The Carlie family left on the Tuesday early in the morning amid many cheerful farewells and promises to come more often. Pamela had wanted to stay on, but since she was going to a holiday camp with a group of young friends from the church early in January, it was decided that she should return to Buenos Aires with her parents.
Once they had gone, after all the bustle of their departure, the silence settled in gentle wreaths, fanning out from the corners of the rooms to which it had been banished. Juli felt a great sense of relief, for the activity and excitement of the last few days had left her feeling edgy and she longed for the quiet routine of her days.
Due to the great success of the Christmas weekend, Dereck ‘s mood was joyful and he went around whistling tunelessly once more, something everyone noticed and secretly gave thanks for. Gavin accompanied him about the farm and to a Cattle Fair so they were away all day and then it was New Year’s Eve and, as Dereck had invited the Ewances and the Madwells for supper, preparations for the evening started early. He had also bought three dozen fireworks and several packets of sparklers for the children.
The guests arrived at eight thirty, the Madwells accompanied by their grandchildren, two boys of six and seven, so that once again the laughter and chatter of children’s voices drifted across the lawn lifted and sifted by the light breeze which had sprung up at sundown.
They ate on the veranda, and after supper Gavin and Dereck set out empty bottles and placed fireworks in them, readied the matches and saw to it that the rest of the fireworks were in a safe place and out of harm’s way. The servants washed up excitedly and set out the champagne glasses on the waiting tray. New Year had not been celebrated with fireworks since the Señora Phyllis had died and Marta had no idea what they were. Josefina and Hernán remembered and tried to explain the wonder of the explosions, the lights and the colours, their simple language unable to convey much to Marta who listened enthralled and imagined something quite different and rather terrifying.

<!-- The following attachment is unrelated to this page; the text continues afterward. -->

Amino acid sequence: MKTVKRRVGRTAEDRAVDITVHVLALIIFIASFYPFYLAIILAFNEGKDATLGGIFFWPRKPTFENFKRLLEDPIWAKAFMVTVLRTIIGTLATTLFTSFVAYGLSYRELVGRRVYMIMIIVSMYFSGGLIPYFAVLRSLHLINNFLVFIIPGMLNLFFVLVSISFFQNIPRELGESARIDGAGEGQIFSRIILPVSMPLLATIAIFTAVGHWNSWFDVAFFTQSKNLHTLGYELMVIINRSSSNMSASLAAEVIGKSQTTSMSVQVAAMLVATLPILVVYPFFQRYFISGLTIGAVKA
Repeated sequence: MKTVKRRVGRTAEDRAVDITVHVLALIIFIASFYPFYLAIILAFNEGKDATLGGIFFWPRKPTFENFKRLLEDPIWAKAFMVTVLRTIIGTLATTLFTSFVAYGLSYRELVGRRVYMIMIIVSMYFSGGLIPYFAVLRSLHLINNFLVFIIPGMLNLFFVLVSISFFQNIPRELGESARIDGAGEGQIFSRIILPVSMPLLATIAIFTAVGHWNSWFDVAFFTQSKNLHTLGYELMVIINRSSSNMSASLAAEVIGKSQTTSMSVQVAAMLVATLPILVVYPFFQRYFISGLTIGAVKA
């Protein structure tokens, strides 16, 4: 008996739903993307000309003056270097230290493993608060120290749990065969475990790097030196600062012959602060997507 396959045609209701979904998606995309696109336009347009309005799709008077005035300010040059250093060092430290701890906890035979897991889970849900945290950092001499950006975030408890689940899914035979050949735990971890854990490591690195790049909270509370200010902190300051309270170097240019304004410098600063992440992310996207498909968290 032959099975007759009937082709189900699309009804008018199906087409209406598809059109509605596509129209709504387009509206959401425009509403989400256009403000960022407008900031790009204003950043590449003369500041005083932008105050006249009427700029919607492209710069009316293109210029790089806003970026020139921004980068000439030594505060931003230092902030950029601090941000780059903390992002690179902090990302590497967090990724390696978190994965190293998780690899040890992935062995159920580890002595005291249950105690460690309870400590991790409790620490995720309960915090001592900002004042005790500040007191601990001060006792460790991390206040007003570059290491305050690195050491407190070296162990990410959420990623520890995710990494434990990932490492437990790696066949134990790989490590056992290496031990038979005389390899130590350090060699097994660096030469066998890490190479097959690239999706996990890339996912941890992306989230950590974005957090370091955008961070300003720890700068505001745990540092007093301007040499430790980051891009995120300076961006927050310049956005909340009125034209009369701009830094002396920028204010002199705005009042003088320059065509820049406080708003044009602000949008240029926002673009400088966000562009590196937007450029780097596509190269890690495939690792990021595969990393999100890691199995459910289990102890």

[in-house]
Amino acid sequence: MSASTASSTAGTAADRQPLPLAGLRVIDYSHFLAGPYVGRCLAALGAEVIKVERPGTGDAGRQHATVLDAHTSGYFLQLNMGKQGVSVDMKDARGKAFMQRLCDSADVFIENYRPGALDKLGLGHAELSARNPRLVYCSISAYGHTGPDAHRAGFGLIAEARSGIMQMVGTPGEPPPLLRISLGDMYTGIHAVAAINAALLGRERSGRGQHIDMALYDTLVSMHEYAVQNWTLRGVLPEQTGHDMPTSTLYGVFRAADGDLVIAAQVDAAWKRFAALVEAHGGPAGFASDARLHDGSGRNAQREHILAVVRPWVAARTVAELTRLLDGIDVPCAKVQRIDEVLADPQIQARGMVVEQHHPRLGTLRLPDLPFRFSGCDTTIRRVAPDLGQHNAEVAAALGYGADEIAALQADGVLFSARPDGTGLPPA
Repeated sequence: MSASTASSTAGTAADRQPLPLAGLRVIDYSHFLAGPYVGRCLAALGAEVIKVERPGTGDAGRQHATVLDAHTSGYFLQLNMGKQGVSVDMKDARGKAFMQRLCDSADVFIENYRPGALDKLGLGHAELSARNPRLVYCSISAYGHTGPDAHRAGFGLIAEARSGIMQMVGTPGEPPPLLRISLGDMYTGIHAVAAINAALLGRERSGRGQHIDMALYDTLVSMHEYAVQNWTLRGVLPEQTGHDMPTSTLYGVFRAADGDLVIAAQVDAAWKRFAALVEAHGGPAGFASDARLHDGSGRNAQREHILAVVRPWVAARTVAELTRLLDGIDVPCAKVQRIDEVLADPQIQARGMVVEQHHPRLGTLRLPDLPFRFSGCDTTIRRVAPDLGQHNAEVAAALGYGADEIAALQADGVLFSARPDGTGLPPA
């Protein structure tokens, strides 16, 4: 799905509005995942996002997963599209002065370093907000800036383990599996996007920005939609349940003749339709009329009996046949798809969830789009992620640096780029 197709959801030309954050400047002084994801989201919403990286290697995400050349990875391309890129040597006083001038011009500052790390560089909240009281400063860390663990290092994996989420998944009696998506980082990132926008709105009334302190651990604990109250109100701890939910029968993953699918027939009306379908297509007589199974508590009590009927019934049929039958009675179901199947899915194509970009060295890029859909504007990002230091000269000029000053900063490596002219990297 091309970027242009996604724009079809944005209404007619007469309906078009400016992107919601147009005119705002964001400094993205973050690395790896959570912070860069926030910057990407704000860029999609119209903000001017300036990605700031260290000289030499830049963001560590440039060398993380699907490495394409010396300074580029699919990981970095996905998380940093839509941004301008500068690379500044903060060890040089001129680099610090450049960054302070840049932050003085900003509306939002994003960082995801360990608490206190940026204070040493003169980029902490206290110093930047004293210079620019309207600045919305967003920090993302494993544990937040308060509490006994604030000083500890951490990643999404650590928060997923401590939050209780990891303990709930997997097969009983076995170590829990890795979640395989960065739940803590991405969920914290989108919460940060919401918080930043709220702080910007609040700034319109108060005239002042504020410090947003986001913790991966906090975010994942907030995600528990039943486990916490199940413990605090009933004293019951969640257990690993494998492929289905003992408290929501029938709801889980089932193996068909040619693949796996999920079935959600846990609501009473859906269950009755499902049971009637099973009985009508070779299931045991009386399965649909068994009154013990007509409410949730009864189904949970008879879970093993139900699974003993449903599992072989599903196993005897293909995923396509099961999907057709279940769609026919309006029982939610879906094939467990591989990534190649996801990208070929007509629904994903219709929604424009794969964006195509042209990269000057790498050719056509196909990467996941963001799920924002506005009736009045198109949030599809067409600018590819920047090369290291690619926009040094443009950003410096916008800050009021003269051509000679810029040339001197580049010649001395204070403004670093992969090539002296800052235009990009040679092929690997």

At eleven-thirty Marta took the tray of glasses and a bottle of Gavin’s champagne, nestling in a bucket with ice, out onto the veranda, while Juli went to fetch her guitar to help pass the last half hour playing and singing. On the dot of twelve Gavin lit the first firework and everyone began to ring the different bells they had been given for the occasion; brass, silver, ceramic and tin, large and small, they rang them vigorously as the firework hissed, flaring brightly before rushing with a swoosh into the air to burst against the sky in a great fan of sparkling, softly falling coloured lights which every now and again exploded anew forming fan after fan of coloured diamonds.
Marta, Josefina and Hernán, who were watching from beside the guest house, gazed with shining eyes at this almost unearthly wonder, for the silence of the falling lights was almost as impressive as the initial explosion.
As Gavin continued to light the fireworks Dereck opened the bottle of champagne and served it into the waiting glasses. While the adults drank to the New Year, Gavin lit the sparklers for the children who raced about the lawn waving them in the air, breathless with excitement and delight as they created flashing circles and figures of eight in the darkness. In the farm-workers’ quarters the men drank cider which Dereck provided every year, and watched the display of fireworks beyond the house, their simple souls filled with laughter and good fellowship.